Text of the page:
Zwei nach Shanghai
By Hansen Hoepner and Paul Hoepner
Published by Malik (www.malik.de)
A team of journalists has contributed articles to a new informative book about the life of Jesus of Nazareth, his companions and enemies. “Jesus von Nazareth und die Anfänge des Christentums” features texts by Angela Gatterburg, Rainer Traub, Sebastian Borger and several other authors. In their articles, they gather the knowledge and research results of historians, theologians and archaeologists to separate rumours from facts. Like this, the team around Annette Großbongardt and Dietmar Pieper created a fascinating panorama of the world 2,000 years ago. The authors examine Jesus’ activities as an itinerant preacher, the important role of wine and how scientific medicine emerged despite the popularity of faith healers. No aspect concerning that era has been ignored by the authors of this 290-page work which delivers realistic impressions of the world people lived in when Christianity emerged to become one of the major religions on the planet.
Jesus von Nazareth und die Anfänge des Christentums
By Annette Großbongardt and Dietmar Pieper
Published by DVA (www.dva.de)
“Judasbrut” is the title of a new crime novel telling from mysterious occurrences in the German region of Franconia. Investigator Maria Ammon is confronted with a dead rough sleeper – foul play cannot be ruled out. Several other suspicious events later, Ammon realises that her latest case features a whole bunch of explosive ingredients. After releasing “Kainszeichen” in 2011, freelance writer Sabine Fink has written another crime story talking place on the countryside. Her book is published by Gmeiner as part of a long series of crime novels by Austrian and German authors such as Sabina Naber, Rupert Schöttle and Friederike Schmöe.
By Sabine Fink
Published by Gmeiner (www.gmeiner-verlag.de)
The Viennese Bank Austria (BA) Kunstforum presents paintings by Siegfried Anzinger in a new special exhibition.
Anzinger was born in Upper Austria. He moved to Cologne in the 1980s where he has resided ever since. The influential artist uses mostly distemper paint. Like this, his paintings become distinctive since their colours fail to appear as bright as the oil coloration which is the technique of choice by many other artists.
Another crucial aspect in the work of Anzinger is his selection of motifs. Many of his large-scale paintings show strange constellations and slightly grotesque situations. Indians, cowboys and horses as well as other animals appear in prominent positions. Apart from scenes as taken out of a western movie with a nonsensical plot, religious themes such as the crucifixion of the Christ are of great importance as well.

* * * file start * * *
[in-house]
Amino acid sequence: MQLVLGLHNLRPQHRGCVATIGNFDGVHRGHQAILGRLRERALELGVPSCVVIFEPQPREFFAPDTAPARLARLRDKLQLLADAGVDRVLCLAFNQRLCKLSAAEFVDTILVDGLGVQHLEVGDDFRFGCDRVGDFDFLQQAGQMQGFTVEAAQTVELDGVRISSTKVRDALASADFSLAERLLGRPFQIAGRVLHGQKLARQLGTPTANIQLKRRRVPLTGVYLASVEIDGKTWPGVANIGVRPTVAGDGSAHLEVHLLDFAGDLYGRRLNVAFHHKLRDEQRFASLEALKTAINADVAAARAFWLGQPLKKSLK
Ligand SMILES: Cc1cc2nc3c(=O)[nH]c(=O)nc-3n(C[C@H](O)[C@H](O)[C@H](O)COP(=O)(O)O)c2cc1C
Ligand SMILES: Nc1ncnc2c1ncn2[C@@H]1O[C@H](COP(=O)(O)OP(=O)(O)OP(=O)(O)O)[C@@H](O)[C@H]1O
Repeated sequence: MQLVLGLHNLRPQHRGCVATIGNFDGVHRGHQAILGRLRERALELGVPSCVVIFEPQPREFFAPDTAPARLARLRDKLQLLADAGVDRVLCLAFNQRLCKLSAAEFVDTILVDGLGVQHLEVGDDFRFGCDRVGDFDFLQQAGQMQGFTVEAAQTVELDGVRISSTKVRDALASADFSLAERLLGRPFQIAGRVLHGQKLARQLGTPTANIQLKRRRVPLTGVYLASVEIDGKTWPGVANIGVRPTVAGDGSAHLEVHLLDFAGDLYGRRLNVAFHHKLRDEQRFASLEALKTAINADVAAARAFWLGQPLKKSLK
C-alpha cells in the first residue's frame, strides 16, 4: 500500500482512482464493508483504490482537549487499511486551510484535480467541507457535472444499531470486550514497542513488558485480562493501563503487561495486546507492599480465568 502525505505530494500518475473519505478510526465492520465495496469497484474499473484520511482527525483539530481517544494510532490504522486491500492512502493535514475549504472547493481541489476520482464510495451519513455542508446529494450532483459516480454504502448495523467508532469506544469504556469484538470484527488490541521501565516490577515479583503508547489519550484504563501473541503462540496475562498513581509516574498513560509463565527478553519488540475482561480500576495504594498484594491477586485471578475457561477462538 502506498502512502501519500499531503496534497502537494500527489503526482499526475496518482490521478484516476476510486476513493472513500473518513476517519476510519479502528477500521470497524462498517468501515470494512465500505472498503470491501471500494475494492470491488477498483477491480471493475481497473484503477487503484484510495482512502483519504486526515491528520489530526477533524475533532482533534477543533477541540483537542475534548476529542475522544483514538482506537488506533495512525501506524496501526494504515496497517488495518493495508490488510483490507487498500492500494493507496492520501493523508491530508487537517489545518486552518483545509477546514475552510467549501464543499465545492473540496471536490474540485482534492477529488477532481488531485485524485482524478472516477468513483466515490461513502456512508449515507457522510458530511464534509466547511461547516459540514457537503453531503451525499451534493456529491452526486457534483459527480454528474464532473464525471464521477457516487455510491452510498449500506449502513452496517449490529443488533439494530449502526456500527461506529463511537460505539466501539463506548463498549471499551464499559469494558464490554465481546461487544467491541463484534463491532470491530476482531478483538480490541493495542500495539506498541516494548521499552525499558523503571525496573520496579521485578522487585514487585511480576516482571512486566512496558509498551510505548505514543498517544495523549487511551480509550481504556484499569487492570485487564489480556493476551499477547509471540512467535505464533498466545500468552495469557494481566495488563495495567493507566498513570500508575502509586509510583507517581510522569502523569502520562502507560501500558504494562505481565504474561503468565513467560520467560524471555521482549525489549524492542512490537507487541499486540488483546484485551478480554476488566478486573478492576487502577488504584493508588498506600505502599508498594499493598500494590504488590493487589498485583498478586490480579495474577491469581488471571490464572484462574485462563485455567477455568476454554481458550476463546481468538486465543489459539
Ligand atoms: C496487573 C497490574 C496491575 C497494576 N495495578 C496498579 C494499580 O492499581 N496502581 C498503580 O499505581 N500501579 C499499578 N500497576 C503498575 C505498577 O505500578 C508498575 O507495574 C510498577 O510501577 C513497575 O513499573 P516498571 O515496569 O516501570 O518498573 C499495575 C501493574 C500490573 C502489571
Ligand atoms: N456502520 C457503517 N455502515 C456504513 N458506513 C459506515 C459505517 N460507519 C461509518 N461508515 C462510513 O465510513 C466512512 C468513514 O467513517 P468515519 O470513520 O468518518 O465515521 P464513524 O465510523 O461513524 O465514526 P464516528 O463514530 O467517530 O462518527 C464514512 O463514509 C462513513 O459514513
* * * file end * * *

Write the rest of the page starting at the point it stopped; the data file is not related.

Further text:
Hatje Cantz (www.hatjecantz.de), a German publishing company specialised on photography and art, recently presented a catalogue with works on display at the Bank Austria Kunstforum. Ingried Brugger, Florian Steininger, Heinrich Theissing and others provided articles for the 180-page publication.
The Anzinger exhibition at the Bank Austria Kunstforum – which is located in Vienna’s Innere Stadt district – consists mostly of recent paintings by the artist. It also features a film in which the 60-year-old speaks about his art. Anzinger – who lectures at the Kunstakademie Düsseldorf – explains how he proceeds when creating a painting.
For a long time, it seemed as if a whole country has forgotten about the achievements of Franz Sedlacek. Now a Viennese museum presents his paintings in a special exhibition.
Sedlacek’s works have not been on display for a long time before the Landesgalerie Linz created an exhibit two years ago. Now the Wien Museum’s first floor showrooms feature a temporary exhibition of his paintings.
Sedlacek grew up in Linz. During World War Two, Sedlacek served in the German Wehrmacht. It is understood that he was killed on the frontline in Eastern Europe in January 1945. Some of the autodidact’s paintings offer rather realistic views on life in the first half of the 20th century. He also painted flower still lifes. However, Sedlacek mostly created surreal worlds of mysterious creatures in odd situations. Looking at the paintings triggers a desire to find out more about them.
At the Wien Museum (www.wienmuseum.at), his paintings are on display in a dark, poorly lit room. The decision to design the exhibit this way strengthens the aspect of uncertainty which dominates his oeuvre. At the same time, visitors might find it hard to decipher the small-printed captions under the pictures in such an environment.